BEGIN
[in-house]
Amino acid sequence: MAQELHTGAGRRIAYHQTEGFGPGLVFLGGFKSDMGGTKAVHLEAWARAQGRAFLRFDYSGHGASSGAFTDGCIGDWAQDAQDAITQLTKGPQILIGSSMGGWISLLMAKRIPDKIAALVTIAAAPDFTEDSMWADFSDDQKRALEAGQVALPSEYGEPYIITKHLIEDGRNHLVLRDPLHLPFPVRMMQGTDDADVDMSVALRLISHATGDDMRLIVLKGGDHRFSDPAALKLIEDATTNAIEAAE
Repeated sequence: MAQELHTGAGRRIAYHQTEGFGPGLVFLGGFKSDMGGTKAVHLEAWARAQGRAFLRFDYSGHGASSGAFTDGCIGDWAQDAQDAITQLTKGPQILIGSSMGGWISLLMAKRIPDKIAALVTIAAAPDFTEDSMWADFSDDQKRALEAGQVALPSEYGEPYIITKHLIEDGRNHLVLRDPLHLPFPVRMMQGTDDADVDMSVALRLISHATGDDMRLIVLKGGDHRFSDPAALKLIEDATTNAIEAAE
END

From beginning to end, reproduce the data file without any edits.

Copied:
[in-house]
Amino acid sequence: MAQELHTGAGRRIAYHQTEGFGPGLVFLGGFKSDMGGTKAVHLEAWARAQGRAFLRFDYSGHGASSGAFTDGCIGDWAQDAQDAITQLTKGPQILIGSSMGGWISLLMAKRIPDKIAALVTIAAAPDFTEDSMWADFSDDQKRALEAGQVALPSEYGEPYIITKHLIEDGRNHLVLRDPLHLPFPVRMMQGTDDADVDMSVALRLISHATGDDMRLIVLKGGDHRFSDPAALKLIEDATTNAIEAAE
Repeated sequence: MAQELHTGAGRRIAYHQTEGFGPGLVFLGGFKSDMGGTKAVHLEAWARAQGRAFLRFDYSGHGASSGAFTDGCIGDWAQDAQDAITQLTKGPQILIGSSMGGWISLLMAKRIPDKIAALVTIAAAPDFTEDSMWADFSDDQKRALEAGQVALPSEYGEPYIITKHLIEDGRNHLVLRDPLHLPFPVRMMQGTDDADVDMSVALRLISHATGDDMRLIVLKGGDHRFSDPAALKLIEDATTNAIEAAE